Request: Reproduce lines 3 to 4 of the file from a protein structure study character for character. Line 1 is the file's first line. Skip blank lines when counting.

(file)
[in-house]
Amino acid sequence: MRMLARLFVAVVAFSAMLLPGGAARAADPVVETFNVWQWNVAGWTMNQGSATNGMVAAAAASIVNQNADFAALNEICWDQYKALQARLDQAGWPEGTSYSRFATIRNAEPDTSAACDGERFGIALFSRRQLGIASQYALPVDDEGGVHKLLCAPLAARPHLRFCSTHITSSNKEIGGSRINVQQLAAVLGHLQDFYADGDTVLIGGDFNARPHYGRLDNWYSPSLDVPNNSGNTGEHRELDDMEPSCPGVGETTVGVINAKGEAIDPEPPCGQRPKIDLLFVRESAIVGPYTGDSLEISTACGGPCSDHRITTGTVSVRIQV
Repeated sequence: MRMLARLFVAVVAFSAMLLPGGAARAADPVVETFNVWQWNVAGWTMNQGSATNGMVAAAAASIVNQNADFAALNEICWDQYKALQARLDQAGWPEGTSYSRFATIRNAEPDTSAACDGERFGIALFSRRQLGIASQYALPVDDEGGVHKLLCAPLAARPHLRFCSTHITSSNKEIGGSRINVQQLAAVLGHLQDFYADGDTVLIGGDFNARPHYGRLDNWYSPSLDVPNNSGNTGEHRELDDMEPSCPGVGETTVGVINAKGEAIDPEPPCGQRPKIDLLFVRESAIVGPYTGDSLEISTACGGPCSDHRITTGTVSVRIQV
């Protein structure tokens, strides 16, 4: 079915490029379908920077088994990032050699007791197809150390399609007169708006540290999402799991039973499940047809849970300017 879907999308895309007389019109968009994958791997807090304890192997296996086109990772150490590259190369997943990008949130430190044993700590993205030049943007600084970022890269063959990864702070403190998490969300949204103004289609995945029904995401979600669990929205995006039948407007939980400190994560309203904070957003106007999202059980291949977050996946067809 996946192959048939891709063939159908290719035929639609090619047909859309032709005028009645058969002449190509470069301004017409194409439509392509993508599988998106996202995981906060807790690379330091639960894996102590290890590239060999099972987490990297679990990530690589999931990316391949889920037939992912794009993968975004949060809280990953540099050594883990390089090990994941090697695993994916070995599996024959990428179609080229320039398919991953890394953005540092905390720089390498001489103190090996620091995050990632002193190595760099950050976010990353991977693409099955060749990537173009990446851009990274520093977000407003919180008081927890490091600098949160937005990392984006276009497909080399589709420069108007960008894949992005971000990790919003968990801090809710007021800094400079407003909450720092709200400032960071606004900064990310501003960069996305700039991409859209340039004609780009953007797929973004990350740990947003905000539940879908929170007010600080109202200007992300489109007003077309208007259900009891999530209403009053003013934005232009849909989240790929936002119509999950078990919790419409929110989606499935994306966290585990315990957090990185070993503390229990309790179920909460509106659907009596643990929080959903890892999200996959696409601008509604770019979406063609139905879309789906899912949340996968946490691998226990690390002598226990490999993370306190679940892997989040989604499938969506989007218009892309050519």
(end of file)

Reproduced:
Repeated sequence: MRMLARLFVAVVAFSAMLLPGGAARAADPVVETFNVWQWNVAGWTMNQGSATNGMVAAAAASIVNQNADFAALNEICWDQYKALQARLDQAGWPEGTSYSRFATIRNAEPDTSAACDGERFGIALFSRRQLGIASQYALPVDDEGGVHKLLCAPLAARPHLRFCSTHITSSNKEIGGSRINVQQLAAVLGHLQDFYADGDTVLIGGDFNARPHYGRLDNWYSPSLDVPNNSGNTGEHRELDDMEPSCPGVGETTVGVINAKGEAIDPEPPCGQRPKIDLLFVRESAIVGPYTGDSLEISTACGGPCSDHRITTGTVSVRIQV
């Protein structure tokens, strides 16, 4: 079915490029379908920077088994990032050699007791197809150390399609007169708006540290999402799991039973499940047809849970300017 879907999308895309007389019109968009994958791997807090304890192997296996086109990772150490590259190369997943990008949130430190044993700590993205030049943007600084970022890269063959990864702070403190998490969300949204103004289609995945029904995401979600669990929205995006039948407007939980400190994560309203904070957003106007999202059980291949977050996946067809 996946192959048939891709063939159908290719035929639609090619047909859309032709005028009645058969002449190509470069301004017409194409439509392509993508599988998106996202995981906060807790690379330091639960894996102590290890590239060999099972987490990297679990990530690589999931990316391949889920037939992912794009993968975004949060809280990953540099050594883990390089090990994941090697695993994916070995599996024959990428179609080229320039398919991953890394953005540092905390720089390498001489103190090996620091995050990632002193190595760099950050976010990353991977693409099955060749990537173009990446851009990274520093977000407003919180008081927890490091600098949160937005990392984006276009497909080399589709420069108007960008894949992005971000990790919003968990801090809710007021800094400079407003909450720092709200400032960071606004900064990310501003960069996305700039991409859209340039004609780009953007797929973004990350740990947003905000539940879908929170007010600080109202200007992300489109007003077309208007259900009891999530209403009053003013934005232009849909989240790929936002119509999950078990919790419409929110989606499935994306966290585990315990957090990185070993503390229990309790179920909460509106659907009596643990929080959903890892999200996959696409601008509604770019979406063609139905879309789906899912949340996968946490691998226990690390002598226990490999993370306190679940892997989040989604499938969506989007218009892309050519």